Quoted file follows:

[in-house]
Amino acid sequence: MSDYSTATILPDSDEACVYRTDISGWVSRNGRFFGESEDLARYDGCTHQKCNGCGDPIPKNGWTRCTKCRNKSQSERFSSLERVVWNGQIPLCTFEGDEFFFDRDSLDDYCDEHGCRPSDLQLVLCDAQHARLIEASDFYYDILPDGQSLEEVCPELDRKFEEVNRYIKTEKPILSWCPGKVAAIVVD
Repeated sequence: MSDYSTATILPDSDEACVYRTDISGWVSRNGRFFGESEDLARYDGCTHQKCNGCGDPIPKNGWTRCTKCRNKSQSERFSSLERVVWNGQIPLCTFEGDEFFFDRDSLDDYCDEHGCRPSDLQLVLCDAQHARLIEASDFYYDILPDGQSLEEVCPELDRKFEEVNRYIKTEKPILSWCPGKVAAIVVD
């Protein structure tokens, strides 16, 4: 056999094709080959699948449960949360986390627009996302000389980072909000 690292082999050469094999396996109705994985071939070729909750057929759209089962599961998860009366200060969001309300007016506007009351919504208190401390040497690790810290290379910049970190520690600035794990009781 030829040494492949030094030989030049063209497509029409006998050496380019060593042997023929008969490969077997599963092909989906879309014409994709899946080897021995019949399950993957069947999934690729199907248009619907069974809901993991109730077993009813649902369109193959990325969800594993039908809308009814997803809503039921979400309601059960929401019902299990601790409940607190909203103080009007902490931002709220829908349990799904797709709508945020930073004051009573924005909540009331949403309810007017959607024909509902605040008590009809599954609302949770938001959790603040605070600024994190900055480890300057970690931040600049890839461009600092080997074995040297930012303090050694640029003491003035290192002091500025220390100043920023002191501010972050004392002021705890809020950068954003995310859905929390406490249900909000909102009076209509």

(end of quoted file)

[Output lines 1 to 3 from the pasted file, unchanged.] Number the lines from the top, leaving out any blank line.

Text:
[in-house]
Amino acid sequence: MSDYSTATILPDSDEACVYRTDISGWVSRNGRFFGESEDLARYDGCTHQKCNGCGDPIPKNGWTRCTKCRNKSQSERFSSLERVVWNGQIPLCTFEGDEFFFDRDSLDDYCDEHGCRPSDLQLVLCDAQHARLIEASDFYYDILPDGQSLEEVCPELDRKFEEVNRYIKTEKPILSWCPGKVAAIVVD
Repeated sequence: MSDYSTATILPDSDEACVYRTDISGWVSRNGRFFGESEDLARYDGCTHQKCNGCGDPIPKNGWTRCTKCRNKSQSERFSSLERVVWNGQIPLCTFEGDEFFFDRDSLDDYCDEHGCRPSDLQLVLCDAQHARLIEASDFYYDILPDGQSLEEVCPELDRKFEEVNRYIKTEKPILSWCPGKVAAIVVD